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Fear drives me to succeed – Salisu

Omonu Salisu is an Abuja-based creative artist. The Kogi State-born artist began by embracing the experimental nature of lines, shapes, figures and colours to form…

Omonu Salisu is an Abuja-based creative artist. The Kogi State-born artist began by embracing the experimental nature of lines, shapes, figures and colours to form abstract paintings. His works are unique, as he uses colours to symbolize cultural emblems representing African society. His recent works are translated with motifs, the symbols of West Africa also represents popular proverbs and maxims, record historical events, express particular attitudes or behaviour related to depicted figures, or concepts uniquely related to abstract shapes. In this interview, he speaks on his sojourn in the industry and the challenge of making a name in the industry.

Tell us about your journey into art.

I did not want to be an artist. I wanted to remain a graphics designer. Art was just a hobby. Most of my artistic interest at the time was in making digital art; then I found the Art and Craft Village, Abuja. I discovered that there were people who made a living by painting beautiful and amazing things. I started taking drawing and painting lessons from some artists including Clement Nwafor and Obiora Ekeanozie. From the moment I choose art, the fear began of not being good enough and it is this fear that has driven me to improve.  Since then, graphics has become partial. I have been fully involved in painting because that is where I found my strength and power to express myself more.

What is it about art that makes you wake up at night?

Unfinished works and new ideas. Most times, when working on a body of works, it gets a little confusing and I have to keep the work aside and start thinking of a better way to bring the idea on a canvas. These ideas may come from an event or a discussion with people and would help me realize what was missing from the work.

I also reminisce about my work.

What is your area of strength as an artist?

My strength is identifying my greatest weakness. Knowing what to create and learning how to adapt to what I create has become my strength.

What interests you about lines?

Lines describe forms, space, textures, symbols, movement, light and visual interest in my paintings.

What do you want to achieve with your works?

I want to draw attention to something and also present a fresh angle on something, to capture an aspect of the world or celebrating it using colours and shapes of objects.

Why are you passionate about representing Nigerian society in your art?

Art is used to depicting our (Nigeria or Africa) cultures, emphasize the importance of our traditions and is valued for its functional purposes.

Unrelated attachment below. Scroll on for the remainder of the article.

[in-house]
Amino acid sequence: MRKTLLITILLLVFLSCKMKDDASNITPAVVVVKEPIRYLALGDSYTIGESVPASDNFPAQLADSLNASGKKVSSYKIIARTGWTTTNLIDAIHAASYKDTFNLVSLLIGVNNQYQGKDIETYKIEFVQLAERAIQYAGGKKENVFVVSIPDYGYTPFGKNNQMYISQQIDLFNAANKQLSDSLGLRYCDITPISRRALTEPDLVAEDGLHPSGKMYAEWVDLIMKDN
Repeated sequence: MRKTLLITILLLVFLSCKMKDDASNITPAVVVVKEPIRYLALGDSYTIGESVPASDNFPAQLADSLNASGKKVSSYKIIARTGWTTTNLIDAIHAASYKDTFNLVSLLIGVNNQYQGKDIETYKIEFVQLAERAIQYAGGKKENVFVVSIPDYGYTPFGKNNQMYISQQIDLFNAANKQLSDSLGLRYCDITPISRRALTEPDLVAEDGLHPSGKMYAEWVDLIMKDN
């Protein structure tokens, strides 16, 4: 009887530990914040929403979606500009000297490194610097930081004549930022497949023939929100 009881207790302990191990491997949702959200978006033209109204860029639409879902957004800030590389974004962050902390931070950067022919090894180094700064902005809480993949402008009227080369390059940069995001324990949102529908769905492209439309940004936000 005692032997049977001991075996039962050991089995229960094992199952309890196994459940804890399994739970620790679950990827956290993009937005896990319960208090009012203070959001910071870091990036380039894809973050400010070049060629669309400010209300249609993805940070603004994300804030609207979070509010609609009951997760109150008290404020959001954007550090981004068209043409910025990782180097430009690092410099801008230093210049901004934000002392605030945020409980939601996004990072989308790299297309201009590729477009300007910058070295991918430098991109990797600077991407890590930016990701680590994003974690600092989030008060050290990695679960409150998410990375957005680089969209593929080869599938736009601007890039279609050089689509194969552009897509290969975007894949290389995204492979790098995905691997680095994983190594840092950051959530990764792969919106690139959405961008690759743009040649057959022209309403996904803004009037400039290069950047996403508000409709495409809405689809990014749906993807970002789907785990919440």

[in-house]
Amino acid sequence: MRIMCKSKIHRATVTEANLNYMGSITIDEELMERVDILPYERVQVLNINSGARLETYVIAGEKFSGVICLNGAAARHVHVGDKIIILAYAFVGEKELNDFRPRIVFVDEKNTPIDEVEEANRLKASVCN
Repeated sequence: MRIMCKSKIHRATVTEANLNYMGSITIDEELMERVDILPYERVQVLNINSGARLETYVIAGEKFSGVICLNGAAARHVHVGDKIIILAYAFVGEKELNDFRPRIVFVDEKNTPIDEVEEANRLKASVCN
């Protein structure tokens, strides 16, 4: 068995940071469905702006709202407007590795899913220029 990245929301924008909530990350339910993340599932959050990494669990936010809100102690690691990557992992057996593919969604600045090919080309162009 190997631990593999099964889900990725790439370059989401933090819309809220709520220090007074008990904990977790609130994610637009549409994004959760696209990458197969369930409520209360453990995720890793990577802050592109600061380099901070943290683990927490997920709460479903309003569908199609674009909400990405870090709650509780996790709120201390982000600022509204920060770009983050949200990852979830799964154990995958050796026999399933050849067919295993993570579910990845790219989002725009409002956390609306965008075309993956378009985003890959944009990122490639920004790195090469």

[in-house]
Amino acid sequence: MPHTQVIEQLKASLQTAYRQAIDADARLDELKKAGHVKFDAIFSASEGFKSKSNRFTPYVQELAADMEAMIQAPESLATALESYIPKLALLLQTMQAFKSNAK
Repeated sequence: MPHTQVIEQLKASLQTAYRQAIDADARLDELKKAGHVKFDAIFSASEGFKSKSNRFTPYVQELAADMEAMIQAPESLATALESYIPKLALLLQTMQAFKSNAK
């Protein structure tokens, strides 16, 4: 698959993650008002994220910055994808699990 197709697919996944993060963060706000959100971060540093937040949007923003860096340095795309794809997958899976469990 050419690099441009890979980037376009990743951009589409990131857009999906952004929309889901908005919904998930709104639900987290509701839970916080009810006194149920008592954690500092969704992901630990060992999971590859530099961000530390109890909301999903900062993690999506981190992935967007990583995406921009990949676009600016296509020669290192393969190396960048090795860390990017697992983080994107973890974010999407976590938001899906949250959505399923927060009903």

What makes your work unique?

Originality, style, authenticity, everyone in the world is unique and most people use creativity. This is important because it shows how people would be remembered. I would love to be remembered for helping others, being kind and compassionate.

Colour could make or mar any work, how have you been able to make good use of it?

Colours affect the composition of a painting, I have been able to use colours to harmonize, to create emphasis, to unify and set forth a visual path.

There are several artists within and outside the country doing wonders; do you feel pressured into succeeding?

It is a difficult spot to be in: you put your heart and soul into every piece and then have to share it with an art world that can be highly critical, using standards that are completely subjective and these doubts will corrode your self-confidence until there’s nothing left. The deeper you dive into your art career, the more opportunities there are for you. I have found value in my art and I am succeeding already. I have many role models including Clement Mmaduakor Nwafor, Obi Nwaegbe, and Prince Timi Rich Kakandar. We don’t have to compete within ourselves as artist’s globally; we need a niche for our paintings.

Despite the number of successful artists in Nigeria, do you think younger people are encouraged to taking up the profession?

They are encouraged, especially those that are ready to stay focused and make arts work.

What are your plans in the art industry?

Everyone dreams of turning their hobby into a business, my main plan is to keep painting new artworks and own a gallery one day where I can have a collection of artworks from other artists. In five years, I see myself as a master of my art, with continuous practice.

Are your works selling as much as you’d have wanted them?

My works are selling but not as much as I had wanted them to; it’s a gradual process. I am happy whenever I make a sale but I have not made the highest sale yet.

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